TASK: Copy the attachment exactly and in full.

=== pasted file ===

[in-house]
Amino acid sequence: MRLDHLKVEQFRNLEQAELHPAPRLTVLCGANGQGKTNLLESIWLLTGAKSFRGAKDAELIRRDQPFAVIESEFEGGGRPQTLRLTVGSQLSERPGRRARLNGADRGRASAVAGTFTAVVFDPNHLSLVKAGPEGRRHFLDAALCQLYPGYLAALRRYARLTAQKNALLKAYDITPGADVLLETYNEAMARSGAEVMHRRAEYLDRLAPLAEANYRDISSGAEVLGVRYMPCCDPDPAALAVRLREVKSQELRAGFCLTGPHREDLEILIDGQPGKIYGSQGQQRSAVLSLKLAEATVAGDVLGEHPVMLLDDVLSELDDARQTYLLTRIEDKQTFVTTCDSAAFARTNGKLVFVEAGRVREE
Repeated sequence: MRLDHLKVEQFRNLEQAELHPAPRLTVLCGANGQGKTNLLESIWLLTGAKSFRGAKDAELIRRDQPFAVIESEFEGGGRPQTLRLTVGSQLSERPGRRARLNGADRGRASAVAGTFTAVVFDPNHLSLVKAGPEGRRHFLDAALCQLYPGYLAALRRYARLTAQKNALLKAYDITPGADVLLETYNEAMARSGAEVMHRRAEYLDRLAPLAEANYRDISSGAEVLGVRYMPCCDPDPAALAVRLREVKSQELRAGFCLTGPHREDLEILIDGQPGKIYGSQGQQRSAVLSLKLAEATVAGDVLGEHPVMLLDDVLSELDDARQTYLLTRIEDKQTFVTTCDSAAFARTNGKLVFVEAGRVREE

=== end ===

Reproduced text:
[in-house]
Amino acid sequence: MRLDHLKVEQFRNLEQAELHPAPRLTVLCGANGQGKTNLLESIWLLTGAKSFRGAKDAELIRRDQPFAVIESEFEGGGRPQTLRLTVGSQLSERPGRRARLNGADRGRASAVAGTFTAVVFDPNHLSLVKAGPEGRRHFLDAALCQLYPGYLAALRRYARLTAQKNALLKAYDITPGADVLLETYNEAMARSGAEVMHRRAEYLDRLAPLAEANYRDISSGAEVLGVRYMPCCDPDPAALAVRLREVKSQELRAGFCLTGPHREDLEILIDGQPGKIYGSQGQQRSAVLSLKLAEATVAGDVLGEHPVMLLDDVLSELDDARQTYLLTRIEDKQTFVTTCDSAAFARTNGKLVFVEAGRVREE
Repeated sequence: MRLDHLKVEQFRNLEQAELHPAPRLTVLCGANGQGKTNLLESIWLLTGAKSFRGAKDAELIRRDQPFAVIESEFEGGGRPQTLRLTVGSQLSERPGRRARLNGADRGRASAVAGTFTAVVFDPNHLSLVKAGPEGRRHFLDAALCQLYPGYLAALRRYARLTAQKNALLKAYDITPGADVLLETYNEAMARSGAEVMHRRAEYLDRLAPLAEANYRDISSGAEVLGVRYMPCCDPDPAALAVRLREVKSQELRAGFCLTGPHREDLEILIDGQPGKIYGSQGQQRSAVLSLKLAEATVAGDVLGEHPVMLLDDVLSELDDARQTYLLTRIEDKQTFVTTCDSAAFARTNGKLVFVEAGRVREE